The Real Effects of Good PR: Q&A with Three Leading Hoteliers
By Lanny Grossman President, EM50 Communications | July 24, 2010
When words like "recession" and "economic downturn" punctuate the daily news, companies across industries begin to look for ways of cutting costs and reigning in expenses. In the hotel industry, that is particularly true as properties already battle ongoing challenges like seasonality and are generally more susceptible overall to negative effects from an economic decline. Business travel slows down, events are canceled, and weddings are made smaller. One thing is certain; the hotel industry feels a significant amount of the brunt when the economy tumbles.
As hoteliers look to make cuts, first it will usually be a 'trimming of the fat' i.e. replacing floral arrangements every other week instead of every week. But when it really comes down to saving significant dollars, many wrongly jump the gun to pull back on what they refer to as "ancillary" services – such as PR & Marketing. Although it can be an immediate, clear reduction in expenses, it is the opposite of what should happen. It is similar to chopping off one's leg to lose weight prior to running a marathon. PR is the mechanism that builds awareness, communicates a property's message and subsequently drives business to a property. It is something that should be increased during challenging times.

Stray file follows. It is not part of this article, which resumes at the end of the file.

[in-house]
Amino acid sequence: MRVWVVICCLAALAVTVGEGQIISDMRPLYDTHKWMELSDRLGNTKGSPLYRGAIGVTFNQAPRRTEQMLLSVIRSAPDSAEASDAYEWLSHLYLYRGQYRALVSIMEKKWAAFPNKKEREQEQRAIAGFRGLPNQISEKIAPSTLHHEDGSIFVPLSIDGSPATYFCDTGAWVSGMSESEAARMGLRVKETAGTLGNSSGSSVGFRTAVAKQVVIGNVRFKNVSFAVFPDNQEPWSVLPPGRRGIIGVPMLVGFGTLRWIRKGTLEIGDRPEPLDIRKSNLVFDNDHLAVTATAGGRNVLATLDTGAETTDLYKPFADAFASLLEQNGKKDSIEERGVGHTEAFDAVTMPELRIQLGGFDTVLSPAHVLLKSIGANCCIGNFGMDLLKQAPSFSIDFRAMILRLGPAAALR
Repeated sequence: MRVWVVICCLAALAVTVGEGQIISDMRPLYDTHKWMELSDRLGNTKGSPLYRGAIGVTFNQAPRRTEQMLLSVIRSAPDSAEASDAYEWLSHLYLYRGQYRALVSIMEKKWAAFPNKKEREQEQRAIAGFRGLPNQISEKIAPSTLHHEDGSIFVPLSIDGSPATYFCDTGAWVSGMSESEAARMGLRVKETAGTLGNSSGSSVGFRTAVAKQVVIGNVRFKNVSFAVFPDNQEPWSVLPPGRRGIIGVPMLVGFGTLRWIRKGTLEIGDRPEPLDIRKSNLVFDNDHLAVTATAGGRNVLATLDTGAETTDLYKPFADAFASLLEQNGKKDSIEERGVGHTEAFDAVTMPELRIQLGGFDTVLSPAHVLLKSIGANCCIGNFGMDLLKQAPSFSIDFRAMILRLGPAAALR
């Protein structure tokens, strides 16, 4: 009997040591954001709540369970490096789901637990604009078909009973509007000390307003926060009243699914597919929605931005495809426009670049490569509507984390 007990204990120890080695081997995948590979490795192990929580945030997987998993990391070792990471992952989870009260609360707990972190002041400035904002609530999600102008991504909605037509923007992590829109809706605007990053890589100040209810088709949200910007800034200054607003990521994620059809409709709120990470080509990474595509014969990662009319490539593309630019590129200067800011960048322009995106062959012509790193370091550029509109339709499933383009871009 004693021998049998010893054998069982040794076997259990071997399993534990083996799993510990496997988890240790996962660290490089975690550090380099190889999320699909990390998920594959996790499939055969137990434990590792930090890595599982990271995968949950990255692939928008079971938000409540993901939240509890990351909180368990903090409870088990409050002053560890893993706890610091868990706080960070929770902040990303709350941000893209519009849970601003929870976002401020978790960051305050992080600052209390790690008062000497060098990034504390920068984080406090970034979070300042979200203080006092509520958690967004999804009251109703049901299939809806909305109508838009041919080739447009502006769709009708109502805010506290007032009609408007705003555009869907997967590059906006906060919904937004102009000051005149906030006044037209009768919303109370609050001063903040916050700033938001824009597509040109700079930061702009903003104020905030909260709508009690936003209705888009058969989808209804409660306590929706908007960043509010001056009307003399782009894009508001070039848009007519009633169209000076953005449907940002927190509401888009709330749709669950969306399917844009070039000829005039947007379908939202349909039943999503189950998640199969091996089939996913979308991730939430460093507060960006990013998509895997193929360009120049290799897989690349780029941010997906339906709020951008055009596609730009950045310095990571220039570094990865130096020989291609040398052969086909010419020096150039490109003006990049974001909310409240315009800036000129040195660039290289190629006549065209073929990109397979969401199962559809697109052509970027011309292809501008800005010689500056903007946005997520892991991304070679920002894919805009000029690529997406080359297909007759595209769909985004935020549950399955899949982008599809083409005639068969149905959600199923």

That said, to really look at the value of PR and the effects that its efforts can truly have on a hotel's bottom line, I asked three industry insiders about their belief in (and faith of) the timeless art of Public Relations. Below are answers from: Ed Donaldson, Senior Vice President for JG Blackbook of Travel, a hotel sales and marketing company based in New York with properties across the globe; David Morgan-Hewitt, the Managing Director of the 100-year old, family owned Goring Hotel in London and Ilan Segal, Managing Partner of Tcherassi Hotels, a luxury boutique hotel brand in Latin America.
David Morgan-Hewitt, Managing Director The Goring Hotel; London
Have you always believed in the power of PR?
When I first came to London I worked in a PR company. I have always believed that good PR is invaluable. Advertising can help build a brand but it is PR that makes you want it. If you look at Calvin Klein underwear the ads are beautiful, the people exceptional but it's whose wearing it that makes you want to own it. Knowing that celebs and image-makers are wearing it makes you want to be part of the gang. It's the information that causes you to purchase as much as, if not more than, the images.
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